An Invitation to Happiness

PoppiesWe haven’t had any poetry in ages and no Mary Oliver for some considerable stretch.  Shame on me… and time to put things aright.

These lines are from her poem “Poppies.”

But I also say this: that light
is an invitation
to happiness,
and that happiness,

when it’s done right,
is a kind of holiness,
palpable and redemptive.
Inside the bright fields,

touched by their rough and spongy gold,
I am washed and washed
in the river
of earthly delight—

and what are you going to do—
what can you do
about it—
deep, blue night?

You can read the entire poem here.

Bonus – Ignatian Inspiration Calendar

404624_LARGEI’m happy to tell you that we are offering you a free 2014 Ignatian Inspiration Calendar.

Regular readers might have fun guessing the people from whom I chose quotes.  No points for Mary Oliver, of course, because she’s a given!

All you have to do is email me [pcampbell@loyolapress.com] with your name and mailing address.

It’s okay if you live outside the USA; we can mail internationally.

But this offer definitively closes on December 10th and will be on a first-come-first-served basis until supplies run out.

 

Week of Gratitude – Mary Oliver

General Map of the WorldWhen it’s over, I want to say: all my life
I was a bride married to amazement.
I was a bridegroom, taking the world into my arms.
— Mary Oliver

Did you seriously think you were going to get through a week of gratitude quotes without at least one reference to Mary Oliver?

I love the idea of being “married to amazement.” I remember visiting a college friend who had become a Cistercian monk. He was so happy and excited to see me – he was childlike in the best of ways: open, enthusiastic, happy and delighted by not very much.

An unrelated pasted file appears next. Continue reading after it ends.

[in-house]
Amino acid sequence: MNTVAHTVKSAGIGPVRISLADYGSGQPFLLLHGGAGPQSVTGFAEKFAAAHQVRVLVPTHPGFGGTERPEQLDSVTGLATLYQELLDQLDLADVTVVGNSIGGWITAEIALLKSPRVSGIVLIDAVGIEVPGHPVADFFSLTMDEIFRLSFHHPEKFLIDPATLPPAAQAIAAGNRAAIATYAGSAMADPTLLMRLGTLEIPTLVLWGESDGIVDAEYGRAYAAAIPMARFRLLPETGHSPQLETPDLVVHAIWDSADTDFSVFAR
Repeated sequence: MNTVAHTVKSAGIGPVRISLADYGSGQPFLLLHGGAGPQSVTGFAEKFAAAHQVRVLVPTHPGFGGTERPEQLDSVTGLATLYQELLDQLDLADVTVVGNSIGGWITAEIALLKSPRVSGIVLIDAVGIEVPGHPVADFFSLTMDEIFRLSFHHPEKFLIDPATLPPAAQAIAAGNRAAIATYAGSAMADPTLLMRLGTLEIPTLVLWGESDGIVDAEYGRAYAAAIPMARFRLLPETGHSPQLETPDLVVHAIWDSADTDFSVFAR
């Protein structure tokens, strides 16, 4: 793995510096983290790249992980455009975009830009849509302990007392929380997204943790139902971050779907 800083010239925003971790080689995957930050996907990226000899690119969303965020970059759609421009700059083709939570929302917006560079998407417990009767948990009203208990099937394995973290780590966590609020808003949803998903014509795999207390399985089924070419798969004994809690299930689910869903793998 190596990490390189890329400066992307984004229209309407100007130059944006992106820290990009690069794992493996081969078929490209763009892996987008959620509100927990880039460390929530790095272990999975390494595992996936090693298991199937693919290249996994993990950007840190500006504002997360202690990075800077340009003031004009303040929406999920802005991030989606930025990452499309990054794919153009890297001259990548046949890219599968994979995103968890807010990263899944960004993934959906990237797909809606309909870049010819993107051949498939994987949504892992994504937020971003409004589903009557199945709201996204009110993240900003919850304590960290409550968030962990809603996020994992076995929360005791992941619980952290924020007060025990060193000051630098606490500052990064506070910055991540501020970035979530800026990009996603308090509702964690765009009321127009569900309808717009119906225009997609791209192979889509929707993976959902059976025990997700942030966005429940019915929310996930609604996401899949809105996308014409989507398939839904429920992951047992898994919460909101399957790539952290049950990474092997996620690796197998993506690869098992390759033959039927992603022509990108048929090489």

Our vocations do not call us to the radical simplicity of the Cistercian abbey, but, in so far as is reasonable and possible, I hope that we are able to open our minds, spirits and hearts to wonder. To be able to see things fresh and new is a great gift to receive.

As for “taking the world into my arms,” I’m right there – at least in theory. Truly embracing the world means taking on its sorrows and wounds as much as its beauty and majesty and that is something that requires more courage than I normally have.  But I do always want to embrace our world.  Given to us by God, it is lovely beyond compare.

Praise God.

When Death Comes

earthWe haven’t had any Mary Oliver in a long time. This is one of my favorites, When Death Comes:

When it’s over, I want to say: all my life
I was a bride married to amazement.
I was a bridegroom, taking the world into my arms.

When it’s over, I don’t want to wonder
if I have made of my life something particular, and real.
I don’t want to find myself sighing and frightened
or full of argument.

I don’t want to end up simply having visited this world.

Read the entire poem here.